Monday, December 21, 2015
Sometimes you can genetically engineer yourself out of it.
And sometimes you just give up.
(Image: Banana suffering from Fusarium wilt. Credit: American Phytopathological Society.)
Traditional plant breeders look for traits in closely related varieties that they can cross-breed into commercial varieties of crops.
Grape breeders, as an example, are working hard to breed fungus resistant varieties with commercially appealing varieties to develop commercial crops that don’t need so much fungicide.
But breeding doesn’t always work and it can be very slow. The story of pineapple in Hawai`i is an example.
The Pineapple Research Institute developed tens of thousands of crosses with various qualities, but found little that could beat the industry standard, the Smooth Cayenne. Some of their varieties have made it into the fresh pineapple industry, but they’re not perfect.
Genetic engineering provides a leg up on standard breeding. The most famous Hawaiian example is the insertion of a part of the ringspot papaya virus into papayas, to cause the papaya to be resistant to that virus—a kind of genetic inoculation against disease.
There has been a lot of criticism of combining distant species genetically, but in some cases traditional breeding even between close species doesn’t work well—like potatoes. There, a technique called cisgenesis has been used to cross potato relatives to get disease resistance from one potato into another potato, when traditional breeding doesn’t work.
They’re still potato genes added to potato genes, but genetic engineering techniques are used because it’s hard to get them to cross naturally.
With bananas, when a fungal disease attacked the world’s most popular banana variety, Gros Michel, the world took Door Number Three: it gave up on the Gros Michel. There was no cure, and the banana was very susceptible, and the technology wasn't very advanced.
The Fusarium wilt essentially killed off the banana that had dominated the industry for a century—the tasty banana that made bananas popular.
If you’re old enough to remember the Gros Michel, you know how good a banana can be. Growers switched to the blander Cavendish. Not as tasty, but it was resistant to the fungus that killed the Gros Michel.
Now, a new crisis has arisen. There’s a new disease attacking the Cavendish. It is a soil fungus related to the one that killed Gros Michel. It is called Fusarium oxysporum f. sp.cubense (Foc), and is commonly called Fusarium wilt or Panama disease.
A good review of the issue is at the ProMusa site. (Musa is the name of the banana genus.)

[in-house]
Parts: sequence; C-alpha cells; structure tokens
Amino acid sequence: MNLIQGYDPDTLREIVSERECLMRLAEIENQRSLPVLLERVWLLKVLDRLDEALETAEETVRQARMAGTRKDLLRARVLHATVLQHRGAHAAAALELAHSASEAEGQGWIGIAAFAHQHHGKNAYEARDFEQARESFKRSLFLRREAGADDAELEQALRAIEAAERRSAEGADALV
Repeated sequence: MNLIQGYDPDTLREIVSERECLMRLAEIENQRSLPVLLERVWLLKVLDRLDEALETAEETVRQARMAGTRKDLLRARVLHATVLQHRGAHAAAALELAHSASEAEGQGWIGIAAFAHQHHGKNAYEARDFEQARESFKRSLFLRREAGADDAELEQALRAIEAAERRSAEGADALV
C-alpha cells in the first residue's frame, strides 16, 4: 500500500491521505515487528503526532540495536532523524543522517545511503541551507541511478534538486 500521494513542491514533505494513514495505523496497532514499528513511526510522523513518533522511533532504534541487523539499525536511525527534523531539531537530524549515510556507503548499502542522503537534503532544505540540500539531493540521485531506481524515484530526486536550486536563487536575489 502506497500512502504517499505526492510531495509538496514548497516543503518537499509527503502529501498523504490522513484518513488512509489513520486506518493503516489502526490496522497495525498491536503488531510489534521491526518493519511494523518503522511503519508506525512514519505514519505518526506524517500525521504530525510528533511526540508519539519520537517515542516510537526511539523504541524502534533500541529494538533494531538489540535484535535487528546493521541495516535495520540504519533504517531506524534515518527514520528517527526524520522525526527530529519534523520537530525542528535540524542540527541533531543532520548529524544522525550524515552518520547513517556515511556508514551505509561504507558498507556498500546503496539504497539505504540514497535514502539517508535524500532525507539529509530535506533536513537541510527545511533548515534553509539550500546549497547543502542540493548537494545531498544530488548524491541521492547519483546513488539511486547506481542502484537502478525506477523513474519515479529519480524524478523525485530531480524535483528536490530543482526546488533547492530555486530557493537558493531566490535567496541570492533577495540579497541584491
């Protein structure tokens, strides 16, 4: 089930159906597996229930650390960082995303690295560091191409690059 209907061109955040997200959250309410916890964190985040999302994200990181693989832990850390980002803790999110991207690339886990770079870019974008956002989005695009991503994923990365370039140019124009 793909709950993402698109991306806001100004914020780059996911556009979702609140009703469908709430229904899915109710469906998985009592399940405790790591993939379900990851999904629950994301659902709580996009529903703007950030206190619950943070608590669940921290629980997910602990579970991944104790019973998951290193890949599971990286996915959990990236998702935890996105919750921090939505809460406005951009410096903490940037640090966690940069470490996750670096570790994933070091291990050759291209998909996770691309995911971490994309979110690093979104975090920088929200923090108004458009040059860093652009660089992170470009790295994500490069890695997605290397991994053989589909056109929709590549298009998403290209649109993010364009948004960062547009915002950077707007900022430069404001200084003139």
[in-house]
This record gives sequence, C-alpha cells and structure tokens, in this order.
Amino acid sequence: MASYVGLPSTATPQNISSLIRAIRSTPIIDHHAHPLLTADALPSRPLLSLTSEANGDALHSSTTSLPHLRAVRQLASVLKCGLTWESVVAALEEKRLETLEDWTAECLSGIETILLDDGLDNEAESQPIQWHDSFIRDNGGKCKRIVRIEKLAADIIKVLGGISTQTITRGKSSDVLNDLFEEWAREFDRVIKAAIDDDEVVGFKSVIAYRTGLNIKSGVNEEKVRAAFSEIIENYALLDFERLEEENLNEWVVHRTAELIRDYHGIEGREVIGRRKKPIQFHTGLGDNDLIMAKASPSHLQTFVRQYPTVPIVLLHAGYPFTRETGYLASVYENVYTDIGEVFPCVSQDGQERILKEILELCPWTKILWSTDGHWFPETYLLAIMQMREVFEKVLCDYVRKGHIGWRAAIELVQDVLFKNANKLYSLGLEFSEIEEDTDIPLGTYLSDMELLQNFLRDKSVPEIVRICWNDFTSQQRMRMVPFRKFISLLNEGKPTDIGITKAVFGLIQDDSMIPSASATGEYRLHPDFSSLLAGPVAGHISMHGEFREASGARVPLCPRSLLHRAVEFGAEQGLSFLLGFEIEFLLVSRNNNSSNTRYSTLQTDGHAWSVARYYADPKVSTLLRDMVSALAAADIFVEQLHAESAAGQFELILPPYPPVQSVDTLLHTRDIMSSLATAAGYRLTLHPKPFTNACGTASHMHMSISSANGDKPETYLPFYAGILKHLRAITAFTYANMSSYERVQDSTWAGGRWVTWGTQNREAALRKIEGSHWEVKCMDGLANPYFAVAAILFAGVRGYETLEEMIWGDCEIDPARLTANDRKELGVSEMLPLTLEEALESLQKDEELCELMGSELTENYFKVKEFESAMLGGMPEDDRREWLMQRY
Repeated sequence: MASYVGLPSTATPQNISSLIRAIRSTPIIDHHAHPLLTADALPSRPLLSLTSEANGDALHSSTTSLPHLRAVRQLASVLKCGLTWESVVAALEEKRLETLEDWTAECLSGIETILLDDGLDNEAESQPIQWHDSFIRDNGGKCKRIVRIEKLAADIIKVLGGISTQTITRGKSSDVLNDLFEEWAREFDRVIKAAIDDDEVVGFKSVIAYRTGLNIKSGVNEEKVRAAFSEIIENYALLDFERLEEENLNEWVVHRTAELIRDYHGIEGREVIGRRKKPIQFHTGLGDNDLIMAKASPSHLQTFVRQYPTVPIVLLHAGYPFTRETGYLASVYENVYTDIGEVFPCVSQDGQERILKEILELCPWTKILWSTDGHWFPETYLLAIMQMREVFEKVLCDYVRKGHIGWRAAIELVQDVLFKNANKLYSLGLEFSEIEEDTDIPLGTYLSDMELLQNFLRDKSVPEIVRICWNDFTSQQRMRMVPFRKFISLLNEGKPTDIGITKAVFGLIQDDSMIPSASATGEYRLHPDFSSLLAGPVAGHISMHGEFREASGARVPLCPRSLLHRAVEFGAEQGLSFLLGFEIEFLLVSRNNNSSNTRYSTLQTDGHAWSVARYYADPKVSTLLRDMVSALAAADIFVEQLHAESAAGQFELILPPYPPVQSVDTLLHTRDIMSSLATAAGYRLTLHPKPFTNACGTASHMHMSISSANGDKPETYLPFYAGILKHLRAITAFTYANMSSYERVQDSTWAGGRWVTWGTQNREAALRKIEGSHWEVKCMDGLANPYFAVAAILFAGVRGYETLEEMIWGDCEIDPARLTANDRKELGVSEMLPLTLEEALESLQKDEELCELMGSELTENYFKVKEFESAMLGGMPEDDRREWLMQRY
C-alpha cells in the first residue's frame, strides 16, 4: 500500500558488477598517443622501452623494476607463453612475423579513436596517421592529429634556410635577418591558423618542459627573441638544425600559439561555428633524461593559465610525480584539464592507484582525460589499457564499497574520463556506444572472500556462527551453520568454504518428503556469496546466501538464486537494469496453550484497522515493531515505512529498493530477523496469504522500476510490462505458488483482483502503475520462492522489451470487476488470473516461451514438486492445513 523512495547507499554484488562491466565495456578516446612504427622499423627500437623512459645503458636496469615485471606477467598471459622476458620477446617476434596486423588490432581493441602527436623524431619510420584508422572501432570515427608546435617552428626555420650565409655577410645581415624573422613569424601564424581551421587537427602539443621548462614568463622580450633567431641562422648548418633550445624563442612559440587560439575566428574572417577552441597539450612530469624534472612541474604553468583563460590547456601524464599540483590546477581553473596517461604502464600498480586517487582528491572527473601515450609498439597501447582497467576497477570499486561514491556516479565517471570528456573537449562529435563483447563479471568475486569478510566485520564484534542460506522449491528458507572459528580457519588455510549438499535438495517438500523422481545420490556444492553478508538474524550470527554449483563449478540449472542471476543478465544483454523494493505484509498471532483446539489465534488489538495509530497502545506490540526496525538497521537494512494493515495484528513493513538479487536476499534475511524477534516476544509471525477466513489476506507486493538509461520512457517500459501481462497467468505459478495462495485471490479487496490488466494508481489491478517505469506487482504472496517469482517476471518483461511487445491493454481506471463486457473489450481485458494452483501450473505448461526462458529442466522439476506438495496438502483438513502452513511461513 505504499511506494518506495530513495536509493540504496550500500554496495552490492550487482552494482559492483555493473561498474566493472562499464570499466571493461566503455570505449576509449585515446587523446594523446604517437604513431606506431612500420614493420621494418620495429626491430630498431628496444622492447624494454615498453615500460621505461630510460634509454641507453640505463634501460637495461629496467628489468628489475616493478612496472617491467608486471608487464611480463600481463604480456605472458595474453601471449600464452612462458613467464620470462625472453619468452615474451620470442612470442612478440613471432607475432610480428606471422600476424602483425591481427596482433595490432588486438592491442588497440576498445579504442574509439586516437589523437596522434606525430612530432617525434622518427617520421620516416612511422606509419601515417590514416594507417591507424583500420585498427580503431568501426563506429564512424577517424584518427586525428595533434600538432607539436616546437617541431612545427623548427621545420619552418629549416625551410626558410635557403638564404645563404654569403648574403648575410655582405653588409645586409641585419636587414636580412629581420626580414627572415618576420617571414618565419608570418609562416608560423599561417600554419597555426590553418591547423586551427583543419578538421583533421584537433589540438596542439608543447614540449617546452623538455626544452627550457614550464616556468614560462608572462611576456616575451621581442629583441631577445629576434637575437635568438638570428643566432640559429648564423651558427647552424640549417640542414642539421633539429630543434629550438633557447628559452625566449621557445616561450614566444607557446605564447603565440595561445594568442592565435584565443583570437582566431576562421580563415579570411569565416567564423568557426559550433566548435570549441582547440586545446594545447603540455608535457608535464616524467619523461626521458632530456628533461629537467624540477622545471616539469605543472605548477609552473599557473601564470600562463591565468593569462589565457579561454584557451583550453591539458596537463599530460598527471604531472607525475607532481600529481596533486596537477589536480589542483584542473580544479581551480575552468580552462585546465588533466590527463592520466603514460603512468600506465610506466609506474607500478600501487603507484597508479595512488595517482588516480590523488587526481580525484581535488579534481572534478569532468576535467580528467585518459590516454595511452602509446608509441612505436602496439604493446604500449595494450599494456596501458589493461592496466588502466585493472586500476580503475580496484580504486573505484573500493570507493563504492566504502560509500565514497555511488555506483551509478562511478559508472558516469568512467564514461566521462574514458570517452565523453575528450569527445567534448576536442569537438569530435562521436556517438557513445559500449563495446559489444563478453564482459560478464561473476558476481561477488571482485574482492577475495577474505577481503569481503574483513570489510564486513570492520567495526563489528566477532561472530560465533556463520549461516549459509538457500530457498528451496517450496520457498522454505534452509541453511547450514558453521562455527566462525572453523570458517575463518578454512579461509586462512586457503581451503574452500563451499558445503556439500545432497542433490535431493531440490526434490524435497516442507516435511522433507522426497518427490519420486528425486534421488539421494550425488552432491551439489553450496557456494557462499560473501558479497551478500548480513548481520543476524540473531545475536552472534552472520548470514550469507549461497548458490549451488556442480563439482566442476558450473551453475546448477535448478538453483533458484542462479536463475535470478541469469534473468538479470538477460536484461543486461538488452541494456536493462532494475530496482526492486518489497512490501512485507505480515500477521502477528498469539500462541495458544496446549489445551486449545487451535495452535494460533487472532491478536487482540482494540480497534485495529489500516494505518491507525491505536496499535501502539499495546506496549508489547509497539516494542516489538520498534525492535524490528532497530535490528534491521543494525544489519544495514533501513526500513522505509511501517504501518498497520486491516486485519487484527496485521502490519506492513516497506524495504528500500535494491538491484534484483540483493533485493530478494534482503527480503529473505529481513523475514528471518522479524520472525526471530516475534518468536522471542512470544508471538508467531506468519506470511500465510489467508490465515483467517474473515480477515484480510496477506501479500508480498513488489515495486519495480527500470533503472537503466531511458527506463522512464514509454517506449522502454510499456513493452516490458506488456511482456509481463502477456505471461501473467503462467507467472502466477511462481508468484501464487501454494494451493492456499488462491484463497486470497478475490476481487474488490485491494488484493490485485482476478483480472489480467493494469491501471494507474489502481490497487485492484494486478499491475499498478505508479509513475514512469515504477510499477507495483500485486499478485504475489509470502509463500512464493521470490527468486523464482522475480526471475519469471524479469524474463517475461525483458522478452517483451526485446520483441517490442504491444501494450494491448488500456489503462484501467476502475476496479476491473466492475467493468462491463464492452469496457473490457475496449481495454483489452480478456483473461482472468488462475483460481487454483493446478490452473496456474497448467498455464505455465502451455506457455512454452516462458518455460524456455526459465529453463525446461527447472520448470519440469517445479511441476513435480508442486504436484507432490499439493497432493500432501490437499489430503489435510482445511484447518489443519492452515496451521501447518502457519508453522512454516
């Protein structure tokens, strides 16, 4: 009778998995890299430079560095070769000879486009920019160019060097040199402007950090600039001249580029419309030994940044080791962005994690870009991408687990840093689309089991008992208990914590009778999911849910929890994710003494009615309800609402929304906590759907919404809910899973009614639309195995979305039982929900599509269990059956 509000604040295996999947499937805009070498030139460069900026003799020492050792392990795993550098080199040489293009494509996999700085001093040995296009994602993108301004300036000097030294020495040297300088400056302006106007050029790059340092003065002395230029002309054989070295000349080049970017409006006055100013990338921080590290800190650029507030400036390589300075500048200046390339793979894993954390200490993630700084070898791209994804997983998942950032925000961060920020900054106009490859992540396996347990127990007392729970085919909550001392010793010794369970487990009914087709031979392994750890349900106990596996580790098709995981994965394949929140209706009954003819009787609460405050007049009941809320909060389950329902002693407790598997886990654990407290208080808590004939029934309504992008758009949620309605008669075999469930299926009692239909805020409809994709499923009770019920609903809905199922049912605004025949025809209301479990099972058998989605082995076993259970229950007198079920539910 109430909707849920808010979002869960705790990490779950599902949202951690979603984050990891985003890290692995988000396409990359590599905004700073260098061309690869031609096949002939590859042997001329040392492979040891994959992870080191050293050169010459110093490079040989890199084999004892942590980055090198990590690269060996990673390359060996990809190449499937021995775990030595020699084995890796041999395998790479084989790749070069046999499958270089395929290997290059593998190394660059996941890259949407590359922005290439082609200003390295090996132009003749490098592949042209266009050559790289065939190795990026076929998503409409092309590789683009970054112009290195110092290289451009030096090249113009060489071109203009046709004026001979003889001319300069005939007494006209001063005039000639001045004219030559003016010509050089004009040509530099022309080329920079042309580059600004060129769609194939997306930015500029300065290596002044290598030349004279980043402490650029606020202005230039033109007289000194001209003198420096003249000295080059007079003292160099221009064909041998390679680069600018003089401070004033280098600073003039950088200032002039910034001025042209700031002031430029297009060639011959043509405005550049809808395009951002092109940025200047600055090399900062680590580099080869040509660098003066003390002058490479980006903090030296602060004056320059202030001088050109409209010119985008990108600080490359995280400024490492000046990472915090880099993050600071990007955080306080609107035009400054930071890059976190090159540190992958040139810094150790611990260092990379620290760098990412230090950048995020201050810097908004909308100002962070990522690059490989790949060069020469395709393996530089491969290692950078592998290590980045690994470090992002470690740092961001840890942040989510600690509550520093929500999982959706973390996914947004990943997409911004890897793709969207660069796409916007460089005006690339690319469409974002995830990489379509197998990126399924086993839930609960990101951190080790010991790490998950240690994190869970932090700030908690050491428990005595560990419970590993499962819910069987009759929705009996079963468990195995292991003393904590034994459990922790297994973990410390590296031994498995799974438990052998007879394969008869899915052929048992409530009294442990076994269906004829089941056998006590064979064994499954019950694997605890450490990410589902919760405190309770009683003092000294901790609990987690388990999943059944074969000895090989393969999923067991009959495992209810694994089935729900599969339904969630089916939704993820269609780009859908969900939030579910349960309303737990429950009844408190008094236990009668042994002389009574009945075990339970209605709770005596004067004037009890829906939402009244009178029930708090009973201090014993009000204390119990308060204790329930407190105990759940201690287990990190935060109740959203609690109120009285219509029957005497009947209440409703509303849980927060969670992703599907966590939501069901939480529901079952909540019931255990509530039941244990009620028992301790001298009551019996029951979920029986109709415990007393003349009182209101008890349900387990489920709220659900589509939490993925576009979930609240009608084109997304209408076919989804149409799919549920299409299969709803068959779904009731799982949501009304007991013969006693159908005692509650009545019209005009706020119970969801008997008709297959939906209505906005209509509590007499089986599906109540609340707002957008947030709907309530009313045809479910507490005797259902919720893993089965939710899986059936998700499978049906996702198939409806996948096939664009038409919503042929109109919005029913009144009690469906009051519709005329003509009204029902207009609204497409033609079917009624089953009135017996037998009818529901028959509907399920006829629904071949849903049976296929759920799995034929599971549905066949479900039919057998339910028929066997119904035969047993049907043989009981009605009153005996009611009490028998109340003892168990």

There is some suggestion that there might be Fusarium-resistant strains of Cavendish. Growers from the Philippines are shipping partially resistant Cavendish bananas, but most folks don't consider that a final solution.
Most industry folks suggest that the only savior is likely to be genetic engineering. Even the leftist literary leader Mother Jones says so. “The only way to save your beloved bananas might be genetic engineering,” says the headline in today’s issue (December 21, 2015)
If you simply switched to a different banana variety, the Fusarium fungus might just target that one next, Mother Jones author Maddie Oatman worries.
Why does any of this matter? Because banana is the most popular fruit in the world. As a report in the PLOS Pathogens journal says, they are grown in tropical and subtropical areas globally. For many cultures globally, banana eating and banana growing are essential to survival.
As happened with the Gros Michel, most of the Cavendish bananas are clones of each other—meaning a disease that gets traction can get lot of traction.
“Any disease management eventually fails in a highly susceptible monoculture,” that article says.
There’s a lot going on with bananas. Research labs around the world are working on genetic solutions. Classic breeding is problematic in bananas, and most domesticated bananas have been selected from among wild varieties, not bred.
One question is that if we’re going to make a banana resistant to Fusarium wilt anyway, then instead of the Cavendish, seems like it would make sense to go after the Gros Michel—a much tastier banana?
And if we can get any good Fusarium resistant banana, how soon will it be available. I’ll be trying to get an answer to those questions.
© Jan TenBruggencate 2015